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Otavalo Ride


Otavalo -
world famous indigenous market
Otavalo's beauty lies in its people (the Otavaleño Indians) and their market is undoubtedly one of the most important and spectacular in all of Latin America.
The best day of the week to hit this famous and friendly corner of the Andes is Saturday, the biggest market day for gringos and locals alike.
Arrive Friday afternoon, and then do what most travelers don't: set your alarm for 5:30am. After being jolted out of bed Saturday morning, walk groggy-eyed along Avenida Colon to the river and cross the bridge. Upon reaching the top of Avenida Segundo J Castro you'll find yourself in a scene reminiscent of the pages of National Geographic: the Otavalo animal market.
By 6am, with the sun rising and the mountains casting improbable shadows over the town, the market is already alive with squealing pigs and clucking chickens. Plant yourself on the high grassy bank abutting the market area and watch scenes of unloading, buying, selling and bargaining unfold. Take your camera (you can happily and discreetly snap away from your grassy knoll), but leave your animal rights principles behind, as livestock tender lovin' care is not the highest priority on the day's agenda.
By the time the sun clears the volcanoes at 7am, much of the day's business has already been done, and its time to head back into town to the artesania market.

The Artesan Market  
This market is centered around 'Poncho Plaza'. All day long, the whir of cotton candy machines, Andean pipe music, and Quichua, the native tongue derived from the Incan tongue, drift across the square. A blinding maze of colored textiles spills from the square out across town, encompassing the area between Quito and Calderon and Bolivar and 31 de Octubre. As you stroll the streets you'll find everything from jumpers to armadillo shell guitars, wall hangings to ceramic fried eggs. Don't restrict yourself to Poncho Plaza, as you'll probably get better bargains away from the main square (the more items you buy, the lower the prices you can haggle), and the goods on display start to diversify as the market weaves its way through the side streets.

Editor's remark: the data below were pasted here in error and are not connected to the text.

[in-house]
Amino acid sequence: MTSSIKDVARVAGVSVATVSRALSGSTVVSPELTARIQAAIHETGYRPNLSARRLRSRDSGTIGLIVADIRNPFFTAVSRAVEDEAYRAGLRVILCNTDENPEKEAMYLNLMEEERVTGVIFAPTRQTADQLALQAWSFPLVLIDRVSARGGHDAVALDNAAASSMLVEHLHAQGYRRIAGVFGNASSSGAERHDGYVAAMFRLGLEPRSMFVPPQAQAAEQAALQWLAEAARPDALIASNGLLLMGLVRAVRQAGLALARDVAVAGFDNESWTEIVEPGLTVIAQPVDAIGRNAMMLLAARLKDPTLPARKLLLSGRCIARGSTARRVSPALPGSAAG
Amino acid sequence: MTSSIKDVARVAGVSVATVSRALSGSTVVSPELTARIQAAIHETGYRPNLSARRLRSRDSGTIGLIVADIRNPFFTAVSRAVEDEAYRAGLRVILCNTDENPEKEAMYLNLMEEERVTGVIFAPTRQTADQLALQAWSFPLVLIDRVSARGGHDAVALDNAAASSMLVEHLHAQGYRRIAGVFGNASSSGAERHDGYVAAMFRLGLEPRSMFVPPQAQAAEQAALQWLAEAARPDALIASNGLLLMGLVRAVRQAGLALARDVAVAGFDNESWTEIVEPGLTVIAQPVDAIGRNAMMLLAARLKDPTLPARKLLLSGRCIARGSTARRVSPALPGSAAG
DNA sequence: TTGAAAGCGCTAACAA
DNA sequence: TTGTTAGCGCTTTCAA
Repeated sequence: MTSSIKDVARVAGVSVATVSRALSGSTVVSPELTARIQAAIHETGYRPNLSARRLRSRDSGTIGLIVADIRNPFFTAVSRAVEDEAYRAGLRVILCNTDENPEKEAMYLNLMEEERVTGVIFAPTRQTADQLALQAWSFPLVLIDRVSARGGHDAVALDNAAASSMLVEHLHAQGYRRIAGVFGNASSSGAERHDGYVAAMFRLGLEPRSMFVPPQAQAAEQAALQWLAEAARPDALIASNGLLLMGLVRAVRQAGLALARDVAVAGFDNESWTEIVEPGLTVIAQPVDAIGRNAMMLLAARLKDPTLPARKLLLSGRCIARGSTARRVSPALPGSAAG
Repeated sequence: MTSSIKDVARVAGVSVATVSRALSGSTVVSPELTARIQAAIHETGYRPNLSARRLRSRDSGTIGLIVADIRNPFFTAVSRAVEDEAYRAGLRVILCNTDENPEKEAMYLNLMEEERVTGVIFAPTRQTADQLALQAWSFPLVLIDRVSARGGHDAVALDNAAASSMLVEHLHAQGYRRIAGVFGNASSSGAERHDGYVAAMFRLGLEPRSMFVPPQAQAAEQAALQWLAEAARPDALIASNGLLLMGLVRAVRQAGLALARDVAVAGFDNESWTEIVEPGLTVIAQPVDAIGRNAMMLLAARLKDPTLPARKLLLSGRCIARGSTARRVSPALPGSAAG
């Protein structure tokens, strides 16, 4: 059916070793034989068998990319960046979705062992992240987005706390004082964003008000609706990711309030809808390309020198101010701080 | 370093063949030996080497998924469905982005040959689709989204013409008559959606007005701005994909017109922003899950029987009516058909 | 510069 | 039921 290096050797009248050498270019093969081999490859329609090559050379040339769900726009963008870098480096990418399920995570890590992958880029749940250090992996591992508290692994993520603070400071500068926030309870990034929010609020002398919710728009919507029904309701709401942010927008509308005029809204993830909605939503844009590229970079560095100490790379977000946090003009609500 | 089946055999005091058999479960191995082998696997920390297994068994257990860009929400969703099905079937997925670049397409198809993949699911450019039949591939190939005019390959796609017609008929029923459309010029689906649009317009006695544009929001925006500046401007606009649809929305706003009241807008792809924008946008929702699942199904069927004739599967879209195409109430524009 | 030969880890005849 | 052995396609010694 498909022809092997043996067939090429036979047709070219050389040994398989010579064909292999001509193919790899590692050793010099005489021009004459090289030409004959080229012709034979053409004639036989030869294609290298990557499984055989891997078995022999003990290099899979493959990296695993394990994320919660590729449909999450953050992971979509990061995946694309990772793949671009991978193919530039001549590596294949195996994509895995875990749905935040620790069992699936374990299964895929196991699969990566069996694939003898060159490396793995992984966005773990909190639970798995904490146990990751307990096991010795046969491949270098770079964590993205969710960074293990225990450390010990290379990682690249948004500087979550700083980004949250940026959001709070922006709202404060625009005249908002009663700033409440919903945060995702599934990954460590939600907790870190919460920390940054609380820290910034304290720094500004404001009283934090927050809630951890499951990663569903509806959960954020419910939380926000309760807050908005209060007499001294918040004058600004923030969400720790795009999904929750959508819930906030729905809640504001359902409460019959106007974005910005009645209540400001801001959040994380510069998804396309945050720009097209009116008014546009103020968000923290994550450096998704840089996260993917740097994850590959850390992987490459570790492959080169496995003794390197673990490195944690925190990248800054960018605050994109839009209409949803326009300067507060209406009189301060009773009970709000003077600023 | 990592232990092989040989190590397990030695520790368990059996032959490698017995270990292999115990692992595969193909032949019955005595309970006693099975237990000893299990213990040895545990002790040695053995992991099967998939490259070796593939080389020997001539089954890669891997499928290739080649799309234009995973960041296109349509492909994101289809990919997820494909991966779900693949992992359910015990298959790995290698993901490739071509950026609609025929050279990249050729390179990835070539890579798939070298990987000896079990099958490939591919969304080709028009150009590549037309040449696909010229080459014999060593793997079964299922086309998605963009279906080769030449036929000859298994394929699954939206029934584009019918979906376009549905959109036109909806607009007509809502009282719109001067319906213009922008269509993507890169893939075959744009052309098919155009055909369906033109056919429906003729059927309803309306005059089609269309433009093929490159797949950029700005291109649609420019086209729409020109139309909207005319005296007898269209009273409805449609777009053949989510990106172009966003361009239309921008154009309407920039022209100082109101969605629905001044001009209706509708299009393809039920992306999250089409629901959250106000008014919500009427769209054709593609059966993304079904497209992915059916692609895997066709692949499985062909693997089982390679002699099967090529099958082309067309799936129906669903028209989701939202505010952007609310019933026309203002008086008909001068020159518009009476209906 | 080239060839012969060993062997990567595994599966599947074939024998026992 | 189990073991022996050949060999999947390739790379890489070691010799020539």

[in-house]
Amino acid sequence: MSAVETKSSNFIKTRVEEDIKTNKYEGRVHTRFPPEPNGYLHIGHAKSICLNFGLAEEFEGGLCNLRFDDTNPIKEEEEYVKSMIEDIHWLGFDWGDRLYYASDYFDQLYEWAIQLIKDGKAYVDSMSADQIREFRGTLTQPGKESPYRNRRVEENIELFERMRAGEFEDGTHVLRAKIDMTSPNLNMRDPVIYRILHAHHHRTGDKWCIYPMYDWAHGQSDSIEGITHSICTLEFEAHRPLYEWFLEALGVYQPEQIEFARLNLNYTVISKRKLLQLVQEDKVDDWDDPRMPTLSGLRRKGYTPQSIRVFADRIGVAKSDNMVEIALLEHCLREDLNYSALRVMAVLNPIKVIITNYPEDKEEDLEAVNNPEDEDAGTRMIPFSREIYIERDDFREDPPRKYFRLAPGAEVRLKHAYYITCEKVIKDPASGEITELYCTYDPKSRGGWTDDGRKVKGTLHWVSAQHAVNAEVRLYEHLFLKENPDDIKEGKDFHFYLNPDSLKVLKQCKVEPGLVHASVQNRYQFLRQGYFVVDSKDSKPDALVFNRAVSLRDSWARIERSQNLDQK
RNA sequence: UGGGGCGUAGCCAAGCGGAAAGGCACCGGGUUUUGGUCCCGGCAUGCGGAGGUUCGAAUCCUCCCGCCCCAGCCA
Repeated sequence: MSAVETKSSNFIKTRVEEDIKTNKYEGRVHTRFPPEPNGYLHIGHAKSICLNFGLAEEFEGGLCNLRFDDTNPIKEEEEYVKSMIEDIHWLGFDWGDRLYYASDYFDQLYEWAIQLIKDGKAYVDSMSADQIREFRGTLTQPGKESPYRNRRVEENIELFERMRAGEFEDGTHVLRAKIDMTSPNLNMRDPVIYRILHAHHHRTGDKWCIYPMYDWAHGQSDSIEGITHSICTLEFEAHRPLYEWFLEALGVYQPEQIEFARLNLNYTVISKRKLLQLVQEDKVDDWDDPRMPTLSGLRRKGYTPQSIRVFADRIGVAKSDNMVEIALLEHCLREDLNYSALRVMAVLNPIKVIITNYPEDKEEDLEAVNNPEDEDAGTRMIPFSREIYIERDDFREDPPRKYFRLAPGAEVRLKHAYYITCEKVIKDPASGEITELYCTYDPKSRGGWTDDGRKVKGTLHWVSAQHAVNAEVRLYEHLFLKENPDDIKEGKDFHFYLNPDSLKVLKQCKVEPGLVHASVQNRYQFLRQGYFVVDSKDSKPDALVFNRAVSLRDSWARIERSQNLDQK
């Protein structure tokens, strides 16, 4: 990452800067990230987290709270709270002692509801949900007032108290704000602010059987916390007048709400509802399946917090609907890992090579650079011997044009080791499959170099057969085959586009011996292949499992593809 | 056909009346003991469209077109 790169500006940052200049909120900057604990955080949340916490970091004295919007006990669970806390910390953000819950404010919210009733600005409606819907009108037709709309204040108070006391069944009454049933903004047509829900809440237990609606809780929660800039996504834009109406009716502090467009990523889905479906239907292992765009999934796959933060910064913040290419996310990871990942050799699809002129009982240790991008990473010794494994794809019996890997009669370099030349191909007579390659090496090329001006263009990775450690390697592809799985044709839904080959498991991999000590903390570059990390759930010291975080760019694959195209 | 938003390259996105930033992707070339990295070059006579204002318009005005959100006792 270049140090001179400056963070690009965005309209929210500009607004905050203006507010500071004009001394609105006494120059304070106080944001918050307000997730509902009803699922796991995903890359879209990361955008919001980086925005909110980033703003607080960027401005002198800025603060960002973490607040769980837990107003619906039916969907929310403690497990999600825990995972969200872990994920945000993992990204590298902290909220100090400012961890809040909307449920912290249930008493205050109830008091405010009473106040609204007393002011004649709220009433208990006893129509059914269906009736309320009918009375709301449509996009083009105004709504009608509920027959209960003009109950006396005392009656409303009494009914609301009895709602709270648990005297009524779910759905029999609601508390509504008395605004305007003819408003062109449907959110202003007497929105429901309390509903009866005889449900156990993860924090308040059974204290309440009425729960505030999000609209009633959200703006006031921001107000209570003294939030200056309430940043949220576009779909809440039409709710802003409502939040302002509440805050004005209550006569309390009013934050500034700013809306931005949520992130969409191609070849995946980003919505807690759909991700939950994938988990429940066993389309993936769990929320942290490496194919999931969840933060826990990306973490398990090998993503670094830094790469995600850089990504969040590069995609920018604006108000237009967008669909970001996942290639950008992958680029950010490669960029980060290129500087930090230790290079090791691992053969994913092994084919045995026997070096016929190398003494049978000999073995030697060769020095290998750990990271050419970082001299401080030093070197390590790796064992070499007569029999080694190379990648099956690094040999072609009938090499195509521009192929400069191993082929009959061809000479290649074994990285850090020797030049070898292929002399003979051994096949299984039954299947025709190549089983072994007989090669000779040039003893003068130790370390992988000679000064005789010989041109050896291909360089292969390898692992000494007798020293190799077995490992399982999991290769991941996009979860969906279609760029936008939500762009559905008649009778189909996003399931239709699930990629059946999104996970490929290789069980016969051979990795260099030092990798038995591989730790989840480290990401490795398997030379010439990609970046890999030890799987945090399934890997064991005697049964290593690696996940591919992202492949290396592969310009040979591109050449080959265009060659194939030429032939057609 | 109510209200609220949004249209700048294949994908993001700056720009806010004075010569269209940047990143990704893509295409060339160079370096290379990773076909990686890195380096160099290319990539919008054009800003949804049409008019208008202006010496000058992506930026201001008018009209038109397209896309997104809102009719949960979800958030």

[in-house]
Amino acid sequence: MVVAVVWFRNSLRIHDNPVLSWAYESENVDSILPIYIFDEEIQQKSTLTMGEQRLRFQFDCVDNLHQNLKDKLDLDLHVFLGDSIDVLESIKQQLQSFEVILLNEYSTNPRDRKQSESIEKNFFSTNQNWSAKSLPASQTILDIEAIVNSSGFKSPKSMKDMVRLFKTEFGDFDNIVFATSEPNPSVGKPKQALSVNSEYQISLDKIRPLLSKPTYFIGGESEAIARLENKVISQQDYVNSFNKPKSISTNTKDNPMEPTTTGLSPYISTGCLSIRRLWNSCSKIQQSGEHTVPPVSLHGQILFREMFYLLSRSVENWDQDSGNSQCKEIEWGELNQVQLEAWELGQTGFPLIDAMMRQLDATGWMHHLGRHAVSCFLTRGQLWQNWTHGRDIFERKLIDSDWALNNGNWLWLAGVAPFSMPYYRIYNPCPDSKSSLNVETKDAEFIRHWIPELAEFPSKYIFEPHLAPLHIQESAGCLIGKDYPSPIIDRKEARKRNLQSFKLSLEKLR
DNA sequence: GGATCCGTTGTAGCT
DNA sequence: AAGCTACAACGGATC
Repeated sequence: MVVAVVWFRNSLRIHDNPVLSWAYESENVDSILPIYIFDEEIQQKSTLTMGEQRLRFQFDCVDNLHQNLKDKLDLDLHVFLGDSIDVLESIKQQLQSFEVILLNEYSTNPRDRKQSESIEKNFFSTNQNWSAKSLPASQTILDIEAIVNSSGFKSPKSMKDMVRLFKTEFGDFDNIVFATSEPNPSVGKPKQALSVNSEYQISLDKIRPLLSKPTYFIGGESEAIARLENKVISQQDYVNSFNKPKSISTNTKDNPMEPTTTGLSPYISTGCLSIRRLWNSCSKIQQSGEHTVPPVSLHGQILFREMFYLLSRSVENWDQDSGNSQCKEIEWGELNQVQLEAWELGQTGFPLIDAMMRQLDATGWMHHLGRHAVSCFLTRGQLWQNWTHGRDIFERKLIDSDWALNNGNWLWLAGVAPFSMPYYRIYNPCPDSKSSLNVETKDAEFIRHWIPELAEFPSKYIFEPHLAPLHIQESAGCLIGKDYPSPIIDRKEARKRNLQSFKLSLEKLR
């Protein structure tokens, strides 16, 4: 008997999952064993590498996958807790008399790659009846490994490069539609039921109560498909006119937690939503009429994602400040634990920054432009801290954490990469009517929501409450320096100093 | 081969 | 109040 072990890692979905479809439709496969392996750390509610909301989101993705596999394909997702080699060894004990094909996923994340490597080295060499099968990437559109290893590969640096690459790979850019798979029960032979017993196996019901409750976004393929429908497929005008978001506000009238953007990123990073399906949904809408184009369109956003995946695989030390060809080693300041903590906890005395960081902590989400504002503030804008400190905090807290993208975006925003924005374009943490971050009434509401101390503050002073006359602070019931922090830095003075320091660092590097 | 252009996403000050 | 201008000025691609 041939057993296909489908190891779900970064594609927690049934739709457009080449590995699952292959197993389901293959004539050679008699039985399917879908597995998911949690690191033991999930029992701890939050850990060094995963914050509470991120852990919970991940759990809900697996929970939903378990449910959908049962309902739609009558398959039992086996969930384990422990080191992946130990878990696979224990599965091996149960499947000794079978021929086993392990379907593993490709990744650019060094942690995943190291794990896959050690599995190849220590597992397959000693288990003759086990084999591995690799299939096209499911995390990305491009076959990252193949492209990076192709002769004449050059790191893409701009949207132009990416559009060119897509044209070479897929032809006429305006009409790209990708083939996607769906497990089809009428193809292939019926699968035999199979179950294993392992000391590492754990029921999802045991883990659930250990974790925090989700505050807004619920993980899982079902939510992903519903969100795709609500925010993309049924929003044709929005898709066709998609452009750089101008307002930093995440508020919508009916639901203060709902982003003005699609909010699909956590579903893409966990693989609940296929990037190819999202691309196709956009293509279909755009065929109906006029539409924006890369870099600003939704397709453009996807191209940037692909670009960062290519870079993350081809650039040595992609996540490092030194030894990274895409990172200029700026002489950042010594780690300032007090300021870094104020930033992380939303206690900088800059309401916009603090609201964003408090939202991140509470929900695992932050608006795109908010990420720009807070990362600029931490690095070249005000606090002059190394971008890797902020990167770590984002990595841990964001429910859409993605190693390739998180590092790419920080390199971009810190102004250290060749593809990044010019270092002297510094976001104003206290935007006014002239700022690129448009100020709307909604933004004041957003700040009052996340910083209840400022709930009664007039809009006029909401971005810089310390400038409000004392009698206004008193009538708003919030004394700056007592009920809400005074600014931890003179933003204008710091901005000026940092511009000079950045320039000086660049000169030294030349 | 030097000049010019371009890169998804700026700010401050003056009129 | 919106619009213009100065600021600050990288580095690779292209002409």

On the stretch of Jaramillo between Quito and Quiroga, mothers and infants share the street with geese, puppies, pigeons and cuyes (guinea pig --a popular local food). Down on Quiroga between Jaramillo and 31st de Octubre (in front of the Plaza de Toros), the ponchos and babywear are supplanted by potted plants, skinned calf heads and bleating goat herds. The northern edge of the textile market is bounded by Calderon, where salesmen extolling the joy of Tupperware stand between stalls of snakeskin, herbal remedies, and bars of magical soap used to ward off jealousy.

A few blocks north, the streets are overtaken by stalks of ripening bananas and pyramids of citrus fruit. The produce market (open roughly the same hours as the Artesanias market) begins on 31st de October at Calderon and runs past the cock-fighting pit (for those with a stomach for this violent and bloody sport, there are regular fights throughout the year) to a covered market bursting with tropical fruit and vegetables. Non-carnivorous folk will have to avert their eyes, as some of the meat stalls -- splattered with eyes, jaw bones, ears and muzzles -- are straight out of Vegetarian Hell. On Plaza Copacabana by the small fun fair and the local train station, there's a smaller but still interesting food market, featuring mountainous piles of potatoes and multicolored sweets.

Otavaleño Indians